This cast-iron two-seater bench by Schinkel is symbolic of the technological advances of 1800s Prussia, namely through the increased use of iron in both furniture and decorative arts during the reign of Friedrich Wilhelm III (r. 1797-1840) of Prussia.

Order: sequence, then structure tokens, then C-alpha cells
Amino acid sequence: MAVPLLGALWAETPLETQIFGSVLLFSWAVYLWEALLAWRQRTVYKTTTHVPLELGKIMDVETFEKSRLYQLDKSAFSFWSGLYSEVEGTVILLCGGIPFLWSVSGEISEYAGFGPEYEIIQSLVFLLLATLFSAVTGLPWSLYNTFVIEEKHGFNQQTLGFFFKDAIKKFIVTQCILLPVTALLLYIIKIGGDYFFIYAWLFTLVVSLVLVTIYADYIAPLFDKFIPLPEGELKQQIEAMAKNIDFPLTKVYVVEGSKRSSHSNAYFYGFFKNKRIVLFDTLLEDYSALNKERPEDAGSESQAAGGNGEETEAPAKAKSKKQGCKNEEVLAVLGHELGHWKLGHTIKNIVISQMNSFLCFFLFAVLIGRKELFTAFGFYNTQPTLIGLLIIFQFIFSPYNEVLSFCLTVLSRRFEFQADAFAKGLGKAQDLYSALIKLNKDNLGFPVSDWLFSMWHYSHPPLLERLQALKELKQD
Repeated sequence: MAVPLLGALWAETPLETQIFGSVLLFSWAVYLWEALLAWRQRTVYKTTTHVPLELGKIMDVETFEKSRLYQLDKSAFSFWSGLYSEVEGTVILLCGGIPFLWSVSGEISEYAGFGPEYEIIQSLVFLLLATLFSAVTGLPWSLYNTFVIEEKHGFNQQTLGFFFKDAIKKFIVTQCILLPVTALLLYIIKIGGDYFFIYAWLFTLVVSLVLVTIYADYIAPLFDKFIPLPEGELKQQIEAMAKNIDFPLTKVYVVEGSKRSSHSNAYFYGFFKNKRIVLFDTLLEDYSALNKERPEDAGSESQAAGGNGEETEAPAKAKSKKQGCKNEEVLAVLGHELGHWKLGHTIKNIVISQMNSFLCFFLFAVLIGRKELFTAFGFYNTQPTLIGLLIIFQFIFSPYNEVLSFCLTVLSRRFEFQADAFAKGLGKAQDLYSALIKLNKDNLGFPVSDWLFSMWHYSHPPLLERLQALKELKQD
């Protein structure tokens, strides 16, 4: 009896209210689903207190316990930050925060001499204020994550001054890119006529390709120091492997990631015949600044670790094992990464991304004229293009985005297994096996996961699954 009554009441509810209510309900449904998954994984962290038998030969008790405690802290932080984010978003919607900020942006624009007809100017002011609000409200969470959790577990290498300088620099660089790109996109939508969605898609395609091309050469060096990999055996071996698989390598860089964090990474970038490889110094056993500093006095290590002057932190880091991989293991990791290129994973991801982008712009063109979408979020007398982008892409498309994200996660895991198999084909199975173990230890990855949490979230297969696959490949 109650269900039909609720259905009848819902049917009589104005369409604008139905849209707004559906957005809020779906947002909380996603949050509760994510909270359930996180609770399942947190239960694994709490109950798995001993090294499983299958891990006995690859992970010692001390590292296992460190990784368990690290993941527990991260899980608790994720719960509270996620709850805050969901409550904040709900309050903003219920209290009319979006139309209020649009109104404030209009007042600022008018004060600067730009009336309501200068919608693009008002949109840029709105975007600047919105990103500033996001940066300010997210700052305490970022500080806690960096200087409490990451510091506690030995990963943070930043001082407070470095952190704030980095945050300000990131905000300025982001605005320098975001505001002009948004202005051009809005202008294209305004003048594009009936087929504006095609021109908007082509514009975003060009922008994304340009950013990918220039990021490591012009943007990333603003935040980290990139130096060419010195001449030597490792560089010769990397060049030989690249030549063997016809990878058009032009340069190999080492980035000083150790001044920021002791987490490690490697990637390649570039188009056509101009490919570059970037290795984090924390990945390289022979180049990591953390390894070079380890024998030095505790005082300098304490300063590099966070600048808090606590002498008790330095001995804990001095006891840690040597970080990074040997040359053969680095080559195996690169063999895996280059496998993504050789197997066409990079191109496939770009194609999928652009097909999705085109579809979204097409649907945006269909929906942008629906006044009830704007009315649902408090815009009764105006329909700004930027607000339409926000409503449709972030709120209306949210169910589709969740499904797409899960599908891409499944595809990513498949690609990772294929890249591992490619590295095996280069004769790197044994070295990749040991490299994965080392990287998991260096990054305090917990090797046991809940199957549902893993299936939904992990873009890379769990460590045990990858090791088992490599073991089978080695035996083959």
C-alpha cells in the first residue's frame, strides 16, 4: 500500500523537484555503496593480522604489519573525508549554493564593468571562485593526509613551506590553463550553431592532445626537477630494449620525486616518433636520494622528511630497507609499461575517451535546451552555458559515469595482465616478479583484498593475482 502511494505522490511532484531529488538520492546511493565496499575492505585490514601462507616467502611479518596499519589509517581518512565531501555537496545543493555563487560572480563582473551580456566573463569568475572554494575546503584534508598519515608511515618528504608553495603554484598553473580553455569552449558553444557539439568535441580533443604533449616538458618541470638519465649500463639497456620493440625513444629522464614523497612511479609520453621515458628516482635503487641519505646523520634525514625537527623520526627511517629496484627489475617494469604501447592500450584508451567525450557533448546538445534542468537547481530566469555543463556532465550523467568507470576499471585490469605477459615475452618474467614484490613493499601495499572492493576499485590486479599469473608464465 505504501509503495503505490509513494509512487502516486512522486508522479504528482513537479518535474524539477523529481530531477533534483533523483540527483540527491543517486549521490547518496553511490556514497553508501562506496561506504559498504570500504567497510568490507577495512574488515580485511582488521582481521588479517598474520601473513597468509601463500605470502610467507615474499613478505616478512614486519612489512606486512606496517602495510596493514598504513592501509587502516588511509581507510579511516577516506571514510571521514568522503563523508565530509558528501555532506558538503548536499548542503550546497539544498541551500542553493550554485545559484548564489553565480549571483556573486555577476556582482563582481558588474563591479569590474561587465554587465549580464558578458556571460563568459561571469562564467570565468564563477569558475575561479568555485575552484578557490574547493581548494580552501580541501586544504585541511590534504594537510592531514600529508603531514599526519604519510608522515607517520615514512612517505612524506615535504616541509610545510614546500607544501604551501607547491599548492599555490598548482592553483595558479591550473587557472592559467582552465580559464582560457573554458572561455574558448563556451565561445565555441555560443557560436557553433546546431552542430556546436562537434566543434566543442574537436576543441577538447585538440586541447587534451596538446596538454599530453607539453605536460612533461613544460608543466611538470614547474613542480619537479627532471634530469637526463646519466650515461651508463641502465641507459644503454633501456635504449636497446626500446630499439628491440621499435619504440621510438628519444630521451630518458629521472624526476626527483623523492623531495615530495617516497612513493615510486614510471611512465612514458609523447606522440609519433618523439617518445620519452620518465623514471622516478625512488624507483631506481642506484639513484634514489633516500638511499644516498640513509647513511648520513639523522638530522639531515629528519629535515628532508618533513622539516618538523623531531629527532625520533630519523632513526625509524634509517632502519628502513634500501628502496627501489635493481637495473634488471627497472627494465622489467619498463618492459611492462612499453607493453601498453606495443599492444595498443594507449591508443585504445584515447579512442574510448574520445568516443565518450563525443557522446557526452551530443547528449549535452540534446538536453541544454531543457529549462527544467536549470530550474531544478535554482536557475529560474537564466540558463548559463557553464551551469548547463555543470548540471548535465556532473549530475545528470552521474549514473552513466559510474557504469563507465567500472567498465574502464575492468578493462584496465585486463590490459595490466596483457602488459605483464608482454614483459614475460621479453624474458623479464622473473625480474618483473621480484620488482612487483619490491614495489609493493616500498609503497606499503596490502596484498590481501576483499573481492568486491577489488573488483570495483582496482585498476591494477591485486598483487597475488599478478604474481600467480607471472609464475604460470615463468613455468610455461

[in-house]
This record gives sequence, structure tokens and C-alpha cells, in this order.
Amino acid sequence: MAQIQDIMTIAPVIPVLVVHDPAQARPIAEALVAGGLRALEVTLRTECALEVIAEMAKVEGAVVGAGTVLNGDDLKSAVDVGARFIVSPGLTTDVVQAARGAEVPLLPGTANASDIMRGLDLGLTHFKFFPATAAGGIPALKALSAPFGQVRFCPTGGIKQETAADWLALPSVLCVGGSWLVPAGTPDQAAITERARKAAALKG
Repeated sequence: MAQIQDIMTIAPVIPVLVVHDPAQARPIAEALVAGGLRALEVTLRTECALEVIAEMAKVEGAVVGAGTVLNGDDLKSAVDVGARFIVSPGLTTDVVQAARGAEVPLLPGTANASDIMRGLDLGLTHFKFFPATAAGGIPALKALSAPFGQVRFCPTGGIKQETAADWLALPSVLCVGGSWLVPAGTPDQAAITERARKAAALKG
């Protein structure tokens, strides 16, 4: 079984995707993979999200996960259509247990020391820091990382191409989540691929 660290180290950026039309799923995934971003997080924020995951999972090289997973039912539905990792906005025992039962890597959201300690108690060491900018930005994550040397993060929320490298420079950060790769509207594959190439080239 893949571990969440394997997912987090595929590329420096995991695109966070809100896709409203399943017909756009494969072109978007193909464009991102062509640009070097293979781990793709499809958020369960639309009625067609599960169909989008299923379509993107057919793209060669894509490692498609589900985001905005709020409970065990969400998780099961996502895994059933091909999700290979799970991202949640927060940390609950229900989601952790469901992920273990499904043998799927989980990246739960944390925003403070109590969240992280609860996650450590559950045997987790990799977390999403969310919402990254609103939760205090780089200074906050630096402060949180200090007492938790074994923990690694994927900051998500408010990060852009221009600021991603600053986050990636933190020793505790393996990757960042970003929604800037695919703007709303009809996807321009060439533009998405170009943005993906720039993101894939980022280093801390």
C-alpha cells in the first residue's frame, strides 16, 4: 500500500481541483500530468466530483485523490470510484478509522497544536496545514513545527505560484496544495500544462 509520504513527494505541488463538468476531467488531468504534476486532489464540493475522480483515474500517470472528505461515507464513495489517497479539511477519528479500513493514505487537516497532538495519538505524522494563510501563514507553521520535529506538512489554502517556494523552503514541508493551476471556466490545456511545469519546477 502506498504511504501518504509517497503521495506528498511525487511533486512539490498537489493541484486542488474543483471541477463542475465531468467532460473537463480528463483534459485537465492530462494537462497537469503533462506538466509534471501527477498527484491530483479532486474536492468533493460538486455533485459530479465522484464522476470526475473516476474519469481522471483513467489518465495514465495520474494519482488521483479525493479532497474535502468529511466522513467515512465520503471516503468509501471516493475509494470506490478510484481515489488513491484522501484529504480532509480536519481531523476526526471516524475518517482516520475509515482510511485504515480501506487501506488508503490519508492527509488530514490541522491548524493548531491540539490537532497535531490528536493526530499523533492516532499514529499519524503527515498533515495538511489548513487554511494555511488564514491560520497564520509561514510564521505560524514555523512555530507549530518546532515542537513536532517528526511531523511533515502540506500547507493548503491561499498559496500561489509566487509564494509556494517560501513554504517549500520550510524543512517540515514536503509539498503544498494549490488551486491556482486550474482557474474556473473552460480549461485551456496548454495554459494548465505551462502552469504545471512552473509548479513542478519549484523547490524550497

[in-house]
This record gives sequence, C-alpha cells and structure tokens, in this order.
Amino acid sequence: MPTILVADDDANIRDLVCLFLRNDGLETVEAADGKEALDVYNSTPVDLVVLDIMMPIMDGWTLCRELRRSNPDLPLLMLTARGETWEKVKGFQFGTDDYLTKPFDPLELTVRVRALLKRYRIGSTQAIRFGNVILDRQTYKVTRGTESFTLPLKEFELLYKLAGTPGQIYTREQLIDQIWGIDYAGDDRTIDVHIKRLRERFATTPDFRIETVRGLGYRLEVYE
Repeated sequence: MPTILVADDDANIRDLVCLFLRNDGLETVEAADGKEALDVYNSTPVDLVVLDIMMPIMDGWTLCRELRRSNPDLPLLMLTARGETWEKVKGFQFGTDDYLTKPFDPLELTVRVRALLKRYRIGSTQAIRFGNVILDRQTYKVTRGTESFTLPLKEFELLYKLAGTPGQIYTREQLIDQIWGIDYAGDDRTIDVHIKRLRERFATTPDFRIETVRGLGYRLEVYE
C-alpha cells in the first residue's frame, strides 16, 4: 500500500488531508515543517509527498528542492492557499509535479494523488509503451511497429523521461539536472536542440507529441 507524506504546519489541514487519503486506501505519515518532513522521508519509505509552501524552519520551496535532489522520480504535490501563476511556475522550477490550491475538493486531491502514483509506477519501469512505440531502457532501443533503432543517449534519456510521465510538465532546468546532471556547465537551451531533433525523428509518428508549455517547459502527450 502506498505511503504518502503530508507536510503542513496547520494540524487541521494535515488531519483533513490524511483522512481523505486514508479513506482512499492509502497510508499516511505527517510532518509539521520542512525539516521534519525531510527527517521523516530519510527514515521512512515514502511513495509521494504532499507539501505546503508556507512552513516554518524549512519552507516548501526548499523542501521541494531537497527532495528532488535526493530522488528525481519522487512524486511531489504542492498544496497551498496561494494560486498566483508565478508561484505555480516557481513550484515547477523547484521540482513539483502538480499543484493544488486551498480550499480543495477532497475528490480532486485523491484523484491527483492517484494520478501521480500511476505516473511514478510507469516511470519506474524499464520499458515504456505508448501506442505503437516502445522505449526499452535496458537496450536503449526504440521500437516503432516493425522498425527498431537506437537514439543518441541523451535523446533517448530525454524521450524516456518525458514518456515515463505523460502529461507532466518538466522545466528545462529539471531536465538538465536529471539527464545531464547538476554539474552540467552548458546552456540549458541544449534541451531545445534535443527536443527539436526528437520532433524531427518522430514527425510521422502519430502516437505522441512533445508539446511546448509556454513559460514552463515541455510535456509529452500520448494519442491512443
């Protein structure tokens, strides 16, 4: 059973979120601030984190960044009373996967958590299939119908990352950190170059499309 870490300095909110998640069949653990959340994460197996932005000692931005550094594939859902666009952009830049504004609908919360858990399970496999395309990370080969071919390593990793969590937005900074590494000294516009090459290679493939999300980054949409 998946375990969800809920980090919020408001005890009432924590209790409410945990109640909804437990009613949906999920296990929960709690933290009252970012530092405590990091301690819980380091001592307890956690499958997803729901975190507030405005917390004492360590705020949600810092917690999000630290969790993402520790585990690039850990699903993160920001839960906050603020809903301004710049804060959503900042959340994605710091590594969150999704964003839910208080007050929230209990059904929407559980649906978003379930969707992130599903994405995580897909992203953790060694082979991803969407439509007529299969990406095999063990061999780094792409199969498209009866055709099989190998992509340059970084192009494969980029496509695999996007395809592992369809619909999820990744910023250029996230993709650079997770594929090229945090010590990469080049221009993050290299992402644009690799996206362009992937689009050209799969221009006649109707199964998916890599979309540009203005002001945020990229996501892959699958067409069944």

Karl Friedrich Schinkel (1781-1841), German architect, painter, and a member of Germany's cultural golden age intelligentsia, was arguably the most important architect and designer of German classicism. Cast-iron furniture designed by Schinkel was praised for its functionality and exoticism, and his designs were rapidly adapted in Britain and America. This bench's splat design, with its motif of lyre surrounded by scrolls and winged putti, was one of Schinkel's favoured designs for seat furniture in the 1830s (see Georg Himmelheber, Cast-iron Furniture and all other forms of iron furniture, Munich, 1996, pl. 68).